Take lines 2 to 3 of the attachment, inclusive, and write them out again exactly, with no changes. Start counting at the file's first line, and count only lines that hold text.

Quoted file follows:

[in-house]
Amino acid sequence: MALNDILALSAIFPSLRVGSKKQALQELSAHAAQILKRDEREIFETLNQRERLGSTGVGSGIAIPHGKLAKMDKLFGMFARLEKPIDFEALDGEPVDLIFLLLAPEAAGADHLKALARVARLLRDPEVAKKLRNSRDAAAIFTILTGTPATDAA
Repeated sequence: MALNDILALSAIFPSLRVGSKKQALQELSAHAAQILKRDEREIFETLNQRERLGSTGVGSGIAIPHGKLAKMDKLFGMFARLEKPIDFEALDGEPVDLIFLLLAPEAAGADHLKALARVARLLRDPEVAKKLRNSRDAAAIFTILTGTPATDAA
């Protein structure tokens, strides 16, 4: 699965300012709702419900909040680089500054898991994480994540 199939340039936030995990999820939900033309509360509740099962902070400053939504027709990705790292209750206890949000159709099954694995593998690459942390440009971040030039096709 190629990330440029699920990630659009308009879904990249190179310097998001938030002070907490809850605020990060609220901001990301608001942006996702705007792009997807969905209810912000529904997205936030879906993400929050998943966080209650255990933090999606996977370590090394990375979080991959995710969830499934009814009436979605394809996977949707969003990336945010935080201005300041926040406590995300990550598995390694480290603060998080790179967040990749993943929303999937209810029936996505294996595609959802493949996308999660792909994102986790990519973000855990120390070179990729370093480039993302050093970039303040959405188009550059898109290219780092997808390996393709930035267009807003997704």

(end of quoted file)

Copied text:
Amino acid sequence: MALNDILALSAIFPSLRVGSKKQALQELSAHAAQILKRDEREIFETLNQRERLGSTGVGSGIAIPHGKLAKMDKLFGMFARLEKPIDFEALDGEPVDLIFLLLAPEAAGADHLKALARVARLLRDPEVAKKLRNSRDAAAIFTILTGTPATDAA
Repeated sequence: MALNDILALSAIFPSLRVGSKKQALQELSAHAAQILKRDEREIFETLNQRERLGSTGVGSGIAIPHGKLAKMDKLFGMFARLEKPIDFEALDGEPVDLIFLLLAPEAAGADHLKALARVARLLRDPEVAKKLRNSRDAAAIFTILTGTPATDAA